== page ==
How Emojis are Like Hieroglyphics
With its poodles, noodles and happy poos, Emoji is now the fastest growing language in the world. What a huge step back for humanity. So it’s official. We are evolving backwards. Emoji, the visual system of communication that is incredibly popular online, is Britain’s fastest-growing language according to Professor Vyv Evans, a linguist at Bangor University.
The comparison he uses is telling – but not in the way the prof, who appears enthusiastic about emojis, presumably intends. “As a visual language emoji has already far eclipsed hieroglyphics, its ancient Egyptian precursor which took centuries to develop,” says Evans.
Perhaps that is because it is easier to go downhill than uphill. After millennia of painful improvement, from illiteracy to Shakespeare and beyond, humanity is rushing to throw it all away. We’re heading back to ancient Egyptian times, next stop the stone age, with a big yellow smiley grin on our faces.
Hieroglyphics are considered to be one of the oldest forms of written language, with the earliest known form dating back to 3300-3200BC. The term hieroglyphics was coined by the ancient Greeks to describe the ‘sacred carvings’ they observed on Egyptian monuments. In ancient Egyptian the word for hieroglyphics translates to mean ‘the word of the gods’, highlighting its importance in Egyptian culture.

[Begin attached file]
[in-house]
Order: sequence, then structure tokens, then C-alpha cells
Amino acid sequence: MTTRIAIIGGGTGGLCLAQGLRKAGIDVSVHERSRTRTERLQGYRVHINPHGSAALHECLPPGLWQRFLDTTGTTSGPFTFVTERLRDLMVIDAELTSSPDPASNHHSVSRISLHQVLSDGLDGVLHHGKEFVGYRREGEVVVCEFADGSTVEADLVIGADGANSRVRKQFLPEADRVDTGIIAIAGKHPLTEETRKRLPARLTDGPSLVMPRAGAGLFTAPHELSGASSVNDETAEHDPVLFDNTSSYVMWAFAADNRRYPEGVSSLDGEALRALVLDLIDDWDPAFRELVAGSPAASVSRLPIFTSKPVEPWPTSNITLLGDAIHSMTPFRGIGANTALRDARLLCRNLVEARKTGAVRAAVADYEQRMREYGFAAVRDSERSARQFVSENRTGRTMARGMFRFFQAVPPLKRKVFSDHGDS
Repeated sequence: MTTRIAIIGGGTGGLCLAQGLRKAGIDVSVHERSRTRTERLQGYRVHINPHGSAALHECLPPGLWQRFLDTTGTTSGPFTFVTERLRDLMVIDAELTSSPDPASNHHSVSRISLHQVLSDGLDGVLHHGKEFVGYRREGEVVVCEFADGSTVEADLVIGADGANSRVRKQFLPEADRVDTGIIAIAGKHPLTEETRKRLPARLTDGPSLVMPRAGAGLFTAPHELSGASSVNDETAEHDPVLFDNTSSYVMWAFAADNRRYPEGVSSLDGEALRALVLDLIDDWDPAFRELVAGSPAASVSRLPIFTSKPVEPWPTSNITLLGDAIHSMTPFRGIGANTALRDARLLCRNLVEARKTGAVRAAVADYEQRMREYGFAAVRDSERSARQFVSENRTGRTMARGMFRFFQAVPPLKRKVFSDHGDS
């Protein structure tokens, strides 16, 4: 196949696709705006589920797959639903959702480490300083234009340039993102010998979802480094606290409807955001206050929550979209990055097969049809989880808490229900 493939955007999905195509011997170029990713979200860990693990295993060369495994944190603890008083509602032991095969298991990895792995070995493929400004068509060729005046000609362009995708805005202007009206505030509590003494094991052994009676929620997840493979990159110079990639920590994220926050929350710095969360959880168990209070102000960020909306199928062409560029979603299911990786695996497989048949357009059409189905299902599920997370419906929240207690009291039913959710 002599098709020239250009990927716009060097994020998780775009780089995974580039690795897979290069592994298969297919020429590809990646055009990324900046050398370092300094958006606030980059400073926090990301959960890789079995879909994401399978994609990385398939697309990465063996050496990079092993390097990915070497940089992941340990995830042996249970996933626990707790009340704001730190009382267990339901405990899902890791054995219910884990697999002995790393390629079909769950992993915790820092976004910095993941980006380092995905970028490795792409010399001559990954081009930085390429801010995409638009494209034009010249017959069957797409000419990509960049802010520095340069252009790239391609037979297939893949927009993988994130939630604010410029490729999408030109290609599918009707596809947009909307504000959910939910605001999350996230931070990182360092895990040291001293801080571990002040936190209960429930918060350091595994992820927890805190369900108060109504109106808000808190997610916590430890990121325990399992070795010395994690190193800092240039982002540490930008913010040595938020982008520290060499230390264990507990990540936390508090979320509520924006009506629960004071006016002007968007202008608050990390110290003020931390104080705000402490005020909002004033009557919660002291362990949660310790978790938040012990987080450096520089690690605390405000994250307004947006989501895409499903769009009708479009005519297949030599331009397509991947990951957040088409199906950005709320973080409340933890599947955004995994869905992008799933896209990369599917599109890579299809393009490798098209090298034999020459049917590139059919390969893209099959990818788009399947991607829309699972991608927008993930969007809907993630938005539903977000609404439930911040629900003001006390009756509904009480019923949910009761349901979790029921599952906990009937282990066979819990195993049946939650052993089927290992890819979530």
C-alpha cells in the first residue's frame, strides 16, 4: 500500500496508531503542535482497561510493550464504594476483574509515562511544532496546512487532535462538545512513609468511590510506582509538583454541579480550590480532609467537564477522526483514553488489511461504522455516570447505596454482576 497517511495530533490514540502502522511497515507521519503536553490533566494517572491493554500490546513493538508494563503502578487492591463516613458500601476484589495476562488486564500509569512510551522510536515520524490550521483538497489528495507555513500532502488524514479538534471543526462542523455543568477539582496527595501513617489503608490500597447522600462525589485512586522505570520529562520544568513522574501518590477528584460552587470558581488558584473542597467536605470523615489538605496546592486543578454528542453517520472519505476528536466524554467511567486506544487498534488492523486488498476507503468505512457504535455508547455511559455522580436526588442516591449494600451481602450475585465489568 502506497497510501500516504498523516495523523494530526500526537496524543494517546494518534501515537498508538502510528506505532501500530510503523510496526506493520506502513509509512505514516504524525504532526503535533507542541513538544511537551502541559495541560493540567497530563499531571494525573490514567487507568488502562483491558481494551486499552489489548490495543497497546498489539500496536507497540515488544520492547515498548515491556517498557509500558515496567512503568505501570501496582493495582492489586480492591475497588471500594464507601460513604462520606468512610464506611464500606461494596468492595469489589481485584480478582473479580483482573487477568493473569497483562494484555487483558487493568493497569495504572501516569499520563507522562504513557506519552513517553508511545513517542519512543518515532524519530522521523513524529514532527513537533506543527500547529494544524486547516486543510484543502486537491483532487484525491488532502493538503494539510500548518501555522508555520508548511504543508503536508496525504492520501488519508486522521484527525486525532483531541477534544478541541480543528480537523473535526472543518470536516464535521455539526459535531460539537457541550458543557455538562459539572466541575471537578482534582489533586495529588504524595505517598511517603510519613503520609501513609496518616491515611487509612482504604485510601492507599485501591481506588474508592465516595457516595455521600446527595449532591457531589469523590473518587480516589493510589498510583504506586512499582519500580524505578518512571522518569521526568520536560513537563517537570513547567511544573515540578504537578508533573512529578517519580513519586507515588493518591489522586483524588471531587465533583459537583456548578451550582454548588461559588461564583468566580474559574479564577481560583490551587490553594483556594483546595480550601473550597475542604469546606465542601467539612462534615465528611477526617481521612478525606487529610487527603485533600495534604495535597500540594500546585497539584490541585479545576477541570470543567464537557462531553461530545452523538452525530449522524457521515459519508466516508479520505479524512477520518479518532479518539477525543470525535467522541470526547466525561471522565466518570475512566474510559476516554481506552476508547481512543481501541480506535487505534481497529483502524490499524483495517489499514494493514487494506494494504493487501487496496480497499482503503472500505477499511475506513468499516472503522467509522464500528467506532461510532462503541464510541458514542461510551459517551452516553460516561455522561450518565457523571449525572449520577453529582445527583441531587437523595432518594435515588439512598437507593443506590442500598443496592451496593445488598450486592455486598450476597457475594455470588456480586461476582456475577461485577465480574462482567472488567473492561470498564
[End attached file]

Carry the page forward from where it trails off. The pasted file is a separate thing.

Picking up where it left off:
Unlike emojis, which are used by more than 90% of the world’s online population, only a small percentage of Ancient Egyptians were taught how to write hieroglyphics, such as priests, royals and civil officials. Consequently, hieroglyphics were predominantly confined to religious texts, royal documents and the recording of historical events.
The use of emojis, then, can be compared to certain kinds of nonhuman animal communication, which generally has specific purposes. Bees are known to dance to inform the hive of the location of a food source, but the dance cannot express any other kind of information. Birdsong indicates location and conveys warnings and has a function in sexual selection, but the songs cannot express any other kind of information. This is not language in the human sense.
What do you think? If emojis are like hieroglyphics, does that mean we’re reverting back to the ancient ways of early society? Or do emojis help add clarity and understanding to a message that could otherwise be misinterpreted? We’d love to hear your opinion in the comments below!